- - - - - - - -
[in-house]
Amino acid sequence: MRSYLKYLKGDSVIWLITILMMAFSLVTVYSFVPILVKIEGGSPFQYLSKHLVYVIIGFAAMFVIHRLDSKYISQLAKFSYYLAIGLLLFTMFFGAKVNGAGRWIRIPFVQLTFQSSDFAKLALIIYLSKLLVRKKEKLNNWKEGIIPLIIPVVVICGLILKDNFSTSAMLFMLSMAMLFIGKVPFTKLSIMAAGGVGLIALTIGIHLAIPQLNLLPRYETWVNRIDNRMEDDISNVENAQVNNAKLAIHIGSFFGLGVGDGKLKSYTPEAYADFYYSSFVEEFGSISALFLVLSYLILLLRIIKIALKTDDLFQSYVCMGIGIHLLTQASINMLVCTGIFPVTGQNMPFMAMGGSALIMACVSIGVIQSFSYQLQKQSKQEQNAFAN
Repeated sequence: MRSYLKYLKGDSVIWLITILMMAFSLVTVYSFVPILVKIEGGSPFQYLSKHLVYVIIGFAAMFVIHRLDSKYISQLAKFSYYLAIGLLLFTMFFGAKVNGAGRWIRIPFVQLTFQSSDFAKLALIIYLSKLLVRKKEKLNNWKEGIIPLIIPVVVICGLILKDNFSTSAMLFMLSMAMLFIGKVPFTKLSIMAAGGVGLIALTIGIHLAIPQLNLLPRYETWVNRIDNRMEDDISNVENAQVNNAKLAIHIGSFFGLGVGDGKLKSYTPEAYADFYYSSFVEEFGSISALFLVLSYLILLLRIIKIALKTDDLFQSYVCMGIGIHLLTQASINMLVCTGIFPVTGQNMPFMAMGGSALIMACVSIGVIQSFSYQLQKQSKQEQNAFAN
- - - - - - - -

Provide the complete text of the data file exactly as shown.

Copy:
[in-house]
Amino acid sequence: MRSYLKYLKGDSVIWLITILMMAFSLVTVYSFVPILVKIEGGSPFQYLSKHLVYVIIGFAAMFVIHRLDSKYISQLAKFSYYLAIGLLLFTMFFGAKVNGAGRWIRIPFVQLTFQSSDFAKLALIIYLSKLLVRKKEKLNNWKEGIIPLIIPVVVICGLILKDNFSTSAMLFMLSMAMLFIGKVPFTKLSIMAAGGVGLIALTIGIHLAIPQLNLLPRYETWVNRIDNRMEDDISNVENAQVNNAKLAIHIGSFFGLGVGDGKLKSYTPEAYADFYYSSFVEEFGSISALFLVLSYLILLLRIIKIALKTDDLFQSYVCMGIGIHLLTQASINMLVCTGIFPVTGQNMPFMAMGGSALIMACVSIGVIQSFSYQLQKQSKQEQNAFAN
Repeated sequence: MRSYLKYLKGDSVIWLITILMMAFSLVTVYSFVPILVKIEGGSPFQYLSKHLVYVIIGFAAMFVIHRLDSKYISQLAKFSYYLAIGLLLFTMFFGAKVNGAGRWIRIPFVQLTFQSSDFAKLALIIYLSKLLVRKKEKLNNWKEGIIPLIIPVVVICGLILKDNFSTSAMLFMLSMAMLFIGKVPFTKLSIMAAGGVGLIALTIGIHLAIPQLNLLPRYETWVNRIDNRMEDDISNVENAQVNNAKLAIHIGSFFGLGVGDGKLKSYTPEAYADFYYSSFVEEFGSISALFLVLSYLILLLRIIKIALKTDDLFQSYVCMGIGIHLLTQASINMLVCTGIFPVTGQNMPFMAMGGSALIMACVSIGVIQSFSYQLQKQSKQEQNAFAN